Health and Medical News and Resources

General interest items edited by Janice Flahiff

Your care is fragmented, here’s how to fix it

From the 4 April 2011 post by BARBARA BRONSON GRAY, RN at KevinMD.com

…The more complicated your problems, the more fragmented your care will be. The average Medicare patient sees two physicians and five specialists a year, (according to The Fragmentation of American Health Care: Cases and Solutions, edited by Einer Elhage). Those with a chronic illness see an average of 13 physicians a year. A Medicare patient with coronary artery disease sees ten physicians in six distinct practices annually. Indeed, the more physicians following someone after a heart attack, the lower the survival rates.

It’s important you know that there is no little Tinkerbell picking up your medical records and automatically delivering them to the physicians in your life who should know what’s happening with you. Consider yourself the the person most responsible to collect written updates, copies of test results and lists of new and changed medications and get them to all your other healthcare providers.

What can you do?

When you get a test result, procedure or have surgery, get the summary in writing, keep a copy, and send or bring copies to all your other healthcare providers. Attach a simple note: “Wanted to keep you up- to-date on my health status. Please put this in my chart.” If it’s an important healthcare issue, be sure to bring up the data or  problem at your next visit and mention that you sent a written summary for inclusion in your medical record.
Keep a list of all your medications and update it any time a healthcare provider adds or deletes a drug or changes a dosage. Bring a copy of that list to your medical appointments and to the emergency room if you end up there.
Don’t leave your dentist or your optometrist/ophthalmologist out of the loop. They need to know the details of your general health status. It will help them diagnose and treat any issues they may identify with you. Be sure they know if you have any infections, immune issues, heart problems, chronic conditions or are taking blood thinners or antibiotics, as well as other medications.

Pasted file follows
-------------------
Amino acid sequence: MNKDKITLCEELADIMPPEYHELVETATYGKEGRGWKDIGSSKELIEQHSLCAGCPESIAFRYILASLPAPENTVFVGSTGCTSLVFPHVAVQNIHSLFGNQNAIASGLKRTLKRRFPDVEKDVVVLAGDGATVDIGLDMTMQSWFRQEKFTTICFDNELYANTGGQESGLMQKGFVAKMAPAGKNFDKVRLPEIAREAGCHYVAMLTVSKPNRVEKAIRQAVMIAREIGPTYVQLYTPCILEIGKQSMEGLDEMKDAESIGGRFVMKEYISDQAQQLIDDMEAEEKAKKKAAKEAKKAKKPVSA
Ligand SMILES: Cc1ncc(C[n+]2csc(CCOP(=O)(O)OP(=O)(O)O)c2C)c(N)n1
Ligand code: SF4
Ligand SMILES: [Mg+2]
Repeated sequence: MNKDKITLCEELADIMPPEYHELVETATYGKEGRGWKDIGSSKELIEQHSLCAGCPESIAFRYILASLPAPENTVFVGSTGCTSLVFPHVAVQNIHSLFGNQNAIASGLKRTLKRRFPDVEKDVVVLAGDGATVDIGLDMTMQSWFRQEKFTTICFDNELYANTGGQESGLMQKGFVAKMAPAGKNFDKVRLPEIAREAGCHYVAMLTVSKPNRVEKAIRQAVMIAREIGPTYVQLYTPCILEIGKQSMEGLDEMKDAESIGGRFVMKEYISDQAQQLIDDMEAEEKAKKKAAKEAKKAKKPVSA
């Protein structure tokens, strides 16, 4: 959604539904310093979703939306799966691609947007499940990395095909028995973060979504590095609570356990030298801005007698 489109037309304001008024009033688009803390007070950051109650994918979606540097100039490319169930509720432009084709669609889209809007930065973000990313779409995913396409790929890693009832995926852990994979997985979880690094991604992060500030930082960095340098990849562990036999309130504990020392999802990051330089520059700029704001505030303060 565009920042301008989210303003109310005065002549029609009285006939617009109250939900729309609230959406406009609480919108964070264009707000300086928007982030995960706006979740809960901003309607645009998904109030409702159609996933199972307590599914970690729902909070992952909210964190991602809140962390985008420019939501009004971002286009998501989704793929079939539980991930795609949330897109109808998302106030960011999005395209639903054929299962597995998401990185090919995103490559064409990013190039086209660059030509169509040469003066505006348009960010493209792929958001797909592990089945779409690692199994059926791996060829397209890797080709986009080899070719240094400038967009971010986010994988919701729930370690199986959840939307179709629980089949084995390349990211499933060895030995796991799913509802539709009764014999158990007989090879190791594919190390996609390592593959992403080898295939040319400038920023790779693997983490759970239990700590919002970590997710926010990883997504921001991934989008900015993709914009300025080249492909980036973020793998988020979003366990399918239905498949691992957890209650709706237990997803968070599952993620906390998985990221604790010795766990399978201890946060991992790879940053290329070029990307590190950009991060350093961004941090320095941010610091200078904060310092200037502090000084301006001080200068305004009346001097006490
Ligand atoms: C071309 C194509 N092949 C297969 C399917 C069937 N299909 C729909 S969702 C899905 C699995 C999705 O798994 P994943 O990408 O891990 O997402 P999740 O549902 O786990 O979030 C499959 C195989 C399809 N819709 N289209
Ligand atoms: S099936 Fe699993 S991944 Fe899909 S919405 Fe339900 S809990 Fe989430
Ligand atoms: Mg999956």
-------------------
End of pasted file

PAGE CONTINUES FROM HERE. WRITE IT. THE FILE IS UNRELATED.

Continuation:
If you have a test or procedure and you do not hear the results soon afterwards, do not assume the results were normal. Call the healthcare provider who ordered the test and ask the office staff to email or send you a written copy of the test summary. Keep a copy in your own “medical updates” file. If the test was indeed OK, you still should have copy for reference at a later time, if needed.

If you or someone you love ends up in the hospital, your role of communicator will be even more vital. Often multiple consulting physicians — specialists — are called by the admitting physician to weigh in on issues and questions that develop while you’re in the hospital. They don’t always talk to each other or even realize who has changed or added a medication, who has ordered a test, or what results are in. The more you communicate the better. If you are being asked to go back for a test you already had or if you have questions about what is happening, don’t assume someone at the “nurses’ station” has it all managed. Ask questions and be sure you understand what tests you’re getting and why. If you are being discharged from the hospital ask for the results of any tests or procedures you had in the hospital.

Related Resources

April 7, 2012 - Posted by | health care | , , , , , ,

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